News that Isuzu's Thai factories have reopened in the wake of the coronavirus pandemic is also good news for those waiting on an all-new Mazda BT-50, with the joint-venture ute project built in the same production facilities.
Before covid-19 derailed the global car industry, CarsGuide had expected the all-new BT-50 to launch in Australia in 2020, based on the launch timing of the last all-new ute from Mazda, back in 2011.
That ute was a product of the Ford Ranger/BT-50 tie-up, with Ford's version launching in September 2011, and Mazda following just two months later, in November.
With the Mazda and Ford partnership now over, the brand linked with Isuzu on the new ute. And while we had initially thought the BT-50 would arrive in 2021 or later, the expected July arrival of its new twin, the all-new D-Max, pointed to an early mark for Mazda's workhorse.
Now it must be said, this is only our speculation. Mazda in Australia is yet to confirm the timing of its BT-50, and has declined to comment.
But news this week that Isuzu's factories are firing up again, and that the coronavirus-inspired shutdown isn't thought to have delayed the new D-Max's arrival, points to the new BT-50's launch schedule being unaffected, too.
Isuzu has two production facilities in Thailand, both of which were shuttered on April 13. But the Samrong Planthas plant was reopened on the May 5, with the Gateway plant to follow suit on May 18.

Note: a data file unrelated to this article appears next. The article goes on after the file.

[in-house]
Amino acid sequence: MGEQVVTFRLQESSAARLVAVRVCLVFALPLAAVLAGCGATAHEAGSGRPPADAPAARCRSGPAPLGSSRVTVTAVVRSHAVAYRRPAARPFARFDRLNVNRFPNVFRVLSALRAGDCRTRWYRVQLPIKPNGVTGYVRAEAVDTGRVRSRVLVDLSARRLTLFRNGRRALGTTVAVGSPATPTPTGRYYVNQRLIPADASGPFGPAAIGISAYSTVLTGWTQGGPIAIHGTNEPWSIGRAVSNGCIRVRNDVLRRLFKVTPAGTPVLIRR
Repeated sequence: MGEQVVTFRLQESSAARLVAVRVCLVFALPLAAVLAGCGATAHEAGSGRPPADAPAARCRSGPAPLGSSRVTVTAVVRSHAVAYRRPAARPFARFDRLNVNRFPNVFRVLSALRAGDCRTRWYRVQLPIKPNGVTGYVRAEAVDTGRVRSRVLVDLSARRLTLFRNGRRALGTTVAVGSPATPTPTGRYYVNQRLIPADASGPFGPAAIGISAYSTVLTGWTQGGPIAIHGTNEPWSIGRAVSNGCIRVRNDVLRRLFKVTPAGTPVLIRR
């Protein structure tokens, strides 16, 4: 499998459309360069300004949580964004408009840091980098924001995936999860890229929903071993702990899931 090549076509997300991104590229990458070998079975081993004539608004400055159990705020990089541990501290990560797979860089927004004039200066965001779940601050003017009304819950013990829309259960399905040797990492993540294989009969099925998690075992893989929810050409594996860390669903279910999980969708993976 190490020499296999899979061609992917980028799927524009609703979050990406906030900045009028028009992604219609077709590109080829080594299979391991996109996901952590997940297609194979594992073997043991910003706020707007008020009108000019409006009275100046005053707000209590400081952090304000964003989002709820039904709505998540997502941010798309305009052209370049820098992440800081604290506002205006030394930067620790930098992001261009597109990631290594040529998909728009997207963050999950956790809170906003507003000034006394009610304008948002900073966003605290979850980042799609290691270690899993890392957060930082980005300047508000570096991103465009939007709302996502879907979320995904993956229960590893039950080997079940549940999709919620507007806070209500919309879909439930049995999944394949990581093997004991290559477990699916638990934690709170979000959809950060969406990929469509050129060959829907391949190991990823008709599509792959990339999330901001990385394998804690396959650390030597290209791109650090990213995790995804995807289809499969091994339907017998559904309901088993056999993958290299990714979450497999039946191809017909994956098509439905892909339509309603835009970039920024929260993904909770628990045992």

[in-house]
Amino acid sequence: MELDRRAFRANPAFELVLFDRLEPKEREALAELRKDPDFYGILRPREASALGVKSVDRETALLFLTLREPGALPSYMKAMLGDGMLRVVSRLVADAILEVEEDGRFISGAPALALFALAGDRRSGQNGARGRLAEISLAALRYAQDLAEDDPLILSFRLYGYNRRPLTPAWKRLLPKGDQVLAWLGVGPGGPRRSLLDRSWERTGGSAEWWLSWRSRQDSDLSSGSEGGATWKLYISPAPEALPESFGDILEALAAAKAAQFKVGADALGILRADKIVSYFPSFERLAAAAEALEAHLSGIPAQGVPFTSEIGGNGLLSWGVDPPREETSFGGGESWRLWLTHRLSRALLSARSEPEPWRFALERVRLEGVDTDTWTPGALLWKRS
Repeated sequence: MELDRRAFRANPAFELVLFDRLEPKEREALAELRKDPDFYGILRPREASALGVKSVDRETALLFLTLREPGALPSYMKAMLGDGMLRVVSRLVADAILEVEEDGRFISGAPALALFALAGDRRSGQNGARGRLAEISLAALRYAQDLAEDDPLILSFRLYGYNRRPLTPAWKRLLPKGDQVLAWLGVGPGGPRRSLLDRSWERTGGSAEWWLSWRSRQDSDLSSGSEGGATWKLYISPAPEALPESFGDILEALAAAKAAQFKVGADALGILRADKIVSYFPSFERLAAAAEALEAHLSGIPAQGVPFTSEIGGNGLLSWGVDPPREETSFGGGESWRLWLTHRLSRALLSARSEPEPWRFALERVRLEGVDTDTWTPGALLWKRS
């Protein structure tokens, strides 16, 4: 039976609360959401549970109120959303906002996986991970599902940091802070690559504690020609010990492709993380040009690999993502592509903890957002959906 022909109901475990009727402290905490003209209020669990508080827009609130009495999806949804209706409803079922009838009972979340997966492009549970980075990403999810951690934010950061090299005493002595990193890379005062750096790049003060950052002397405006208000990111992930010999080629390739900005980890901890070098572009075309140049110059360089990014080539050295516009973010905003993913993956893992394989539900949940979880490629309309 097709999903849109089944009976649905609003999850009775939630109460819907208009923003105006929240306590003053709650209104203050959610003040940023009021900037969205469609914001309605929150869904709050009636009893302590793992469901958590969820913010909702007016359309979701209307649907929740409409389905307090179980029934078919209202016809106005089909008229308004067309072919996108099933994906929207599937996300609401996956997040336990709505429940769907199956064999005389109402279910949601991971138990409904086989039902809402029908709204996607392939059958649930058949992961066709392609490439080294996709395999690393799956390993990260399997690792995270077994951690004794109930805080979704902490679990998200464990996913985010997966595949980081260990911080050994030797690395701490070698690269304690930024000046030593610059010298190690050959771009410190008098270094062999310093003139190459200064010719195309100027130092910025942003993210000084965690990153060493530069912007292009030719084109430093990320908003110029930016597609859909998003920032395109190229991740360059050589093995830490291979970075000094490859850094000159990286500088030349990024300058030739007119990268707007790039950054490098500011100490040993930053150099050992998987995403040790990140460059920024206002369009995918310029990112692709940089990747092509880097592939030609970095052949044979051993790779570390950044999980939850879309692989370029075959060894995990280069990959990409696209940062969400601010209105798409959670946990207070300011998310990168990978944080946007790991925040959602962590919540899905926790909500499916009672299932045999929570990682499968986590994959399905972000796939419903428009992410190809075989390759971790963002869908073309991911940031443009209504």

"I am really pleased to hear news of the factory reopening as this is a sign that the global COVID-19 situation is improving," said Isuzu Ute Australia Managing Director, Hiroyasu Sato.
And in this case, good news for Isuzu is good news for the BT-50, because we do know that Mazda has essentially been handed a finished ute, with Isuzu global spokesperson, Eiji Mitsuhashi, having previously told CarsGuide the the D-Max was "developed solely by Isuzu" and that the finished truck would then be provided to Mazda.
"This was developed solely by Isuzu, and we have decided to supply or provide this vehicle to Mazda as an OEM. But it was developed purely by us," he told us last year..
That means Mazda will share, along with the manufacturing facilities, the Isuzu's architecture, and likely the 3.0-litre diesel engine now producing 140kW at 3600rpm and 450Nm at 1600rpm.
That said, the BT-50 should look substantially different, with the brand's chief designer promising it would be more "masculine and tough" than the current model.
"The rear area of the truck itself is very difficult to use this (Kodo) design language, but I could try," the company's design boss, Ikuo Maeda, told us in 2018.
"I myself think the truck should look masculine and strong, and really like a truck. It might be difficult to try this kind of design, with all the light reflections, to a truck. It's tough."